A Layman’s Guide to Laytime, Charter party Agreement and Voyage Charter
The word “Charterer” is probably as old as the word “Ship” itself. Do you keep hearing this word so regularly?
Well, who doesn’t?
From seafarer’s point of view, it is so much important to understand these terms.
From commercial point of view, it is the moral responsibility of the seafarers to ensure that the ship owner profits from the ship operation.
And for this reason, we must understand when and where our loyalties lies.
But sometimes it becomes difficult to get a hang of all of it. Not anymore.
In this blog, we will discuss about the terms charterer and charter party agreement.
Concept of Charter party agreement
It is all business. And like in all kind of business, there are at least two parties involved, one of which provide a service or product to the other for a price. With respect to carrying the cargo onboard the ships, these two parties are,
1) Ship owner who has the ship and provide the space on the ship to carry the cargo.
2) Shipper who has the cargo and wants a ship to transport the cargo
Then where does the term charterer fits into this?
Charterer is the party that has chartered (think of simple word “hired”) the ship.If the shipper has chartered the entire ship then shipper will also be the charterer.
In most of the cases, charterer is a kind of middle man between shipper(s) and shipowners This is particularly the case if there are more than one shippers.
For example, if the vessel is to load 50000 tons of cargo, there could be 10 shipper, say each of them with 5000 tons of cargo. Alone none of the shipper would want to hire the entire vessel of 50000 tons capacity for their 5000 tons of cargo.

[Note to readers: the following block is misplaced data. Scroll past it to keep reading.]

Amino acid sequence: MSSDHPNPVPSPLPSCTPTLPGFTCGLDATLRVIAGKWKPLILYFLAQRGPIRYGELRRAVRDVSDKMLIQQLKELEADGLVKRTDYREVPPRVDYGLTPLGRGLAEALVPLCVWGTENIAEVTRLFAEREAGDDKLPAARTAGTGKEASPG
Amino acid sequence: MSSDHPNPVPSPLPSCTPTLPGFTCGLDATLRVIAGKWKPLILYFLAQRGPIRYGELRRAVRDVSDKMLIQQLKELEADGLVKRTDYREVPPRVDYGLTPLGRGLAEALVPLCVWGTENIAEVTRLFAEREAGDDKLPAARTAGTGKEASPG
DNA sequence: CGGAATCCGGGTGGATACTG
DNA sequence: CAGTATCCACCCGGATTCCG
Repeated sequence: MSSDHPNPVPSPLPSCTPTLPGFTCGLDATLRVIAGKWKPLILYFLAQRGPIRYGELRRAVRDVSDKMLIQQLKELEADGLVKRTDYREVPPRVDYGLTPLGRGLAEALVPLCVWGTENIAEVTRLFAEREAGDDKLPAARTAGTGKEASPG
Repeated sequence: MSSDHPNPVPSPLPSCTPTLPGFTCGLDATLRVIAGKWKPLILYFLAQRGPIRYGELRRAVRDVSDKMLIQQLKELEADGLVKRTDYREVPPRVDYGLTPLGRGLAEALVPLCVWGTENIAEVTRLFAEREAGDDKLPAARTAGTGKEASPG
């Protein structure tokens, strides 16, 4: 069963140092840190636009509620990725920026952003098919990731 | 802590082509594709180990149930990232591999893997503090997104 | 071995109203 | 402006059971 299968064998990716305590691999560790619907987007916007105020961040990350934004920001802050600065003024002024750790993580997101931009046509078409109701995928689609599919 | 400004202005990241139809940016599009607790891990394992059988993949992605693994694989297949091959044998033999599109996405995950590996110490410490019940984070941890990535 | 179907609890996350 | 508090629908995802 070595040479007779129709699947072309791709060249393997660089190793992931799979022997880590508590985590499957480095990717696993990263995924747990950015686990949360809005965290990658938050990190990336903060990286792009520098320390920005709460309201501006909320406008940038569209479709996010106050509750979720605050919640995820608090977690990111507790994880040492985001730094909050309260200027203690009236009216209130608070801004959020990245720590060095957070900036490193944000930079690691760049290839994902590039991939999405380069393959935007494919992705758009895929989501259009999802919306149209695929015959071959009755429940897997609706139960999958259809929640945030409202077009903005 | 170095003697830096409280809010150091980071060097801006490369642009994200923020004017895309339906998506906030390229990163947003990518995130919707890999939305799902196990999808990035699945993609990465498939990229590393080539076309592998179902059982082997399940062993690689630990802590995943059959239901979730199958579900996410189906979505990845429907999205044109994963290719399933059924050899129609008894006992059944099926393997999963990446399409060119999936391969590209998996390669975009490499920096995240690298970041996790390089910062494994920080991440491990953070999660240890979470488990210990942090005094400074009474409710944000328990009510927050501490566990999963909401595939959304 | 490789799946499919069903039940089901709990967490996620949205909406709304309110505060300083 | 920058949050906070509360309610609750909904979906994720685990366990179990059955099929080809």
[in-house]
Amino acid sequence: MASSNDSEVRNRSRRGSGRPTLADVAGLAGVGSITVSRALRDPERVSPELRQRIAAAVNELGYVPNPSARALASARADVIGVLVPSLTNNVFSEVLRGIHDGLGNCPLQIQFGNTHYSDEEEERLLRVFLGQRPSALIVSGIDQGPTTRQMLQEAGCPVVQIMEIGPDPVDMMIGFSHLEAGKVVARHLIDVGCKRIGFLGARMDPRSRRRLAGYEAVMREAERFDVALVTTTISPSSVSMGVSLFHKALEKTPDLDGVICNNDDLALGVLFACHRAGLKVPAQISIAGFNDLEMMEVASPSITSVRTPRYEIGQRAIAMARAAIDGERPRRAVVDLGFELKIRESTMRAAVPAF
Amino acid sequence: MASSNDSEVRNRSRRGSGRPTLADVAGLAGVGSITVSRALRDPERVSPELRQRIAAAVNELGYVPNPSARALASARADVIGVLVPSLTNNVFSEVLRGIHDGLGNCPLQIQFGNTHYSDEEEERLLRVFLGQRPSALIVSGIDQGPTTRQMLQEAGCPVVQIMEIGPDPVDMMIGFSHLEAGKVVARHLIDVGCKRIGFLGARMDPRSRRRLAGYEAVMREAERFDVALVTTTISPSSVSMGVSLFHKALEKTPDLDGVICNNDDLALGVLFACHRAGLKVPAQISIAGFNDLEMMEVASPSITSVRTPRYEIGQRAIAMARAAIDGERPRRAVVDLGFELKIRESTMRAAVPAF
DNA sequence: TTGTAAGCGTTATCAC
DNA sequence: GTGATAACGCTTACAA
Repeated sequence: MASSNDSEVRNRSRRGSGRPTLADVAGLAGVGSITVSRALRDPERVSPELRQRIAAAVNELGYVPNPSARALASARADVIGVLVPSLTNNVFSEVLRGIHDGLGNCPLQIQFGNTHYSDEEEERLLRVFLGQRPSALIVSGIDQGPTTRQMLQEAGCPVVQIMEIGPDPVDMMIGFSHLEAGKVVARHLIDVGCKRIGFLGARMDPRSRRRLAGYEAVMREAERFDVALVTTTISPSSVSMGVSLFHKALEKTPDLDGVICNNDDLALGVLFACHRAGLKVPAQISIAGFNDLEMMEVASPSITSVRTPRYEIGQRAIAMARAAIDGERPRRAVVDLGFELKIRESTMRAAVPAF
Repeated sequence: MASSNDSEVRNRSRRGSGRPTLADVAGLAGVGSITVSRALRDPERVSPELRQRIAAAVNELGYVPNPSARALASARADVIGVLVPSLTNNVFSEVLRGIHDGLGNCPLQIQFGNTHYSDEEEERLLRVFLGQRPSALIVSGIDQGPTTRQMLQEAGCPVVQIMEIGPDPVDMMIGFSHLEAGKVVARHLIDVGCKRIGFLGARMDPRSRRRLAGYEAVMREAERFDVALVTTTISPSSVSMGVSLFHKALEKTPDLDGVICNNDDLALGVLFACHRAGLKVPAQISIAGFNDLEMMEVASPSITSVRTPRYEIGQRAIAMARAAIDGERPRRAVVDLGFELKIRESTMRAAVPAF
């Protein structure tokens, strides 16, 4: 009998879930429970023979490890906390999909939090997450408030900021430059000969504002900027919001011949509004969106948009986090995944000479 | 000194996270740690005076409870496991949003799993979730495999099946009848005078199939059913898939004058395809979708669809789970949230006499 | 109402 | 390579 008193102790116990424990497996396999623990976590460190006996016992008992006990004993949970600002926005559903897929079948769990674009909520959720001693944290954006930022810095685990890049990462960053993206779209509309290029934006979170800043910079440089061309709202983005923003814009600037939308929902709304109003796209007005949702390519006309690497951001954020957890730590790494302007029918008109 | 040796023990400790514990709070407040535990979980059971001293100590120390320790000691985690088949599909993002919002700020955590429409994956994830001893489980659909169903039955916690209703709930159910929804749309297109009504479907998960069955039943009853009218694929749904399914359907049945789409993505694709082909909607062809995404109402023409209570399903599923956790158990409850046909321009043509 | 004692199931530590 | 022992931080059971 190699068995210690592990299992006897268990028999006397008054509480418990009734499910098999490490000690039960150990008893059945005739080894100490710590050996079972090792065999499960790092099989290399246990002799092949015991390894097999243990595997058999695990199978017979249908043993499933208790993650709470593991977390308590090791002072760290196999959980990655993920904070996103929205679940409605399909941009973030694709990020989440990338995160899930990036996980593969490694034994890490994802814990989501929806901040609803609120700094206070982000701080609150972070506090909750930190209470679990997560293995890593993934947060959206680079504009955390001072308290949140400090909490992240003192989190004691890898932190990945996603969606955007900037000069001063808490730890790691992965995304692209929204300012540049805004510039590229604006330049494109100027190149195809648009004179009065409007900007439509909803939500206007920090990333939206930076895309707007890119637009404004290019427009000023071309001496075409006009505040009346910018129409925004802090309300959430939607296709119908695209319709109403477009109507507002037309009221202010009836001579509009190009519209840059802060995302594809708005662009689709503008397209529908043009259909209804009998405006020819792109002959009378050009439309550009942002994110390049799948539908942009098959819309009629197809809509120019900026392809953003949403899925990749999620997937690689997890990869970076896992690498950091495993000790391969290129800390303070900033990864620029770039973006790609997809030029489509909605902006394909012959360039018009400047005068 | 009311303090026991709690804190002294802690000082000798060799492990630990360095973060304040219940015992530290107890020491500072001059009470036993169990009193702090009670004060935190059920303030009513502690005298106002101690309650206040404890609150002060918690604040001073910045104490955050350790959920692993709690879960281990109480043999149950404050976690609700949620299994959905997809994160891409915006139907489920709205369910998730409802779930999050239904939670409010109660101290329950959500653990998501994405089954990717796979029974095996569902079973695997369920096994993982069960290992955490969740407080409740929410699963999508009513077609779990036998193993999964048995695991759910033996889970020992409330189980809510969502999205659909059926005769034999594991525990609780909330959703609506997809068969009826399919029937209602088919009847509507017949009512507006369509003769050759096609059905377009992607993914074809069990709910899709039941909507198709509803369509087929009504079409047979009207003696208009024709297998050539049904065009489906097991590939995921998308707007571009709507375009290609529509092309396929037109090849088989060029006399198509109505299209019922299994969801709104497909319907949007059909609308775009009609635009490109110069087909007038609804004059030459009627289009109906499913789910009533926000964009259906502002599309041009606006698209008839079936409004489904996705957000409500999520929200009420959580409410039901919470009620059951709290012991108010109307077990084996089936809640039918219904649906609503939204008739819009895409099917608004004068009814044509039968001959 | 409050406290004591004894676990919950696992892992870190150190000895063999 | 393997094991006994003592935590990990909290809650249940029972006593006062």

So they contact a charterer for transporting their cargo.
The charterer’s job is to find a vessel for the cargoes they have from different shippers and maximazing the space on ship they plan to hire.
Charterers may not be the only person involved in filling the gap between shipowner and shipper.
Sometime there are some other companies or persons who help shipper, charterer and shipowner to connect with each other for a fees.
They are called “Brokers”.
So the shipper’s broker is the person or company that help shipper find a charterer for a fees called brokerage. And charterer’s broker is the person that help charterer find a ship to hire.
The charterer may even have brokers for different purpose. For example charterer may have a broker to find a cargo for the ship they want to hire and they may have another broker to find a ship for the cargo they have in hand. Broker or no broker, the charterer and shipowner would agree on the terms and conditions which would form “Charter party agreement“.
Charter party agreement is a detailed document which, apart from various clauses, has informations such as
When and where the vessel is required to be the freight agreed
If the broker was used, who need to pay the brokerage fee and how much
Even though shipowners is primarily dealing with the charterer, it does not mean that the shipowner would have no relation with the shipper.
Shipper and shipowner are connected by the “carriage of cargo at sea act”, also called COGSA.
And one of the main point of it is that shipowner is required to issue bill of lading to the shipper for the cargo loaded onboard.
And with that each of the shipper have entered into an agreement with the ship owner which is called “Contract of carriage”.
While the “charter party agreement” is a formal agreement, the contract of carriage is governed by various laws and regulations such as Hague-Visby rule.
Charter party agreement supplement the contract of carriage.
Usually you would find a mention of the charter party agreement in the bill of lading. The wording in the bill of lading could be something like this.